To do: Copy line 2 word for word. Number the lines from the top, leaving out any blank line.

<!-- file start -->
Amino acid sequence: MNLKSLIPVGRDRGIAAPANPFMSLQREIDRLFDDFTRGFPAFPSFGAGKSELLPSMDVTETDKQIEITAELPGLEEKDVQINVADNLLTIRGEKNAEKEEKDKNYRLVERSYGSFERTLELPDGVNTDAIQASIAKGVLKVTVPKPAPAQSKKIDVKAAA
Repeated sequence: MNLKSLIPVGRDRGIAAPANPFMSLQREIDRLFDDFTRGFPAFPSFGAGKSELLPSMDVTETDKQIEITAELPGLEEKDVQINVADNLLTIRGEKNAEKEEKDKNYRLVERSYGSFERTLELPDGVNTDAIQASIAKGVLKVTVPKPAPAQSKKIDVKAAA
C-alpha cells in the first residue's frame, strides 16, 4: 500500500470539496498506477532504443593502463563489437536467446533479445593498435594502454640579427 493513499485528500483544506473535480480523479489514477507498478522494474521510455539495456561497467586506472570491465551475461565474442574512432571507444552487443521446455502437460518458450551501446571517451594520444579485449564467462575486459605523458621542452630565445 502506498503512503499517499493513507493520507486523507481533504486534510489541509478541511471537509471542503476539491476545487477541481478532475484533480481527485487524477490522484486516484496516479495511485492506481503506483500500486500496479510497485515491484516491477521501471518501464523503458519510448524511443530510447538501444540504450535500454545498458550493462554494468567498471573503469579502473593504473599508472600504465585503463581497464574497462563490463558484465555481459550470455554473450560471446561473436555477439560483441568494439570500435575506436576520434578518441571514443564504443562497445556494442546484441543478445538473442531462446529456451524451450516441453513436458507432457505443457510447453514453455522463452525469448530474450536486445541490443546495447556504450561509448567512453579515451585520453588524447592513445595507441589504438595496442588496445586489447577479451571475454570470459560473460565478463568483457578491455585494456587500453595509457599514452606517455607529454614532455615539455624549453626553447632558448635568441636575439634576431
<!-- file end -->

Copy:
Repeated sequence: MNLKSLIPVGRDRGIAAPANPFMSLQREIDRLFDDFTRGFPAFPSFGAGKSELLPSMDVTETDKQIEITAELPGLEEKDVQINVADNLLTIRGEKNAEKEEKDKNYRLVERSYGSFERTLELPDGVNTDAIQASIAKGVLKVTVPKPAPAQSKKIDVKAAA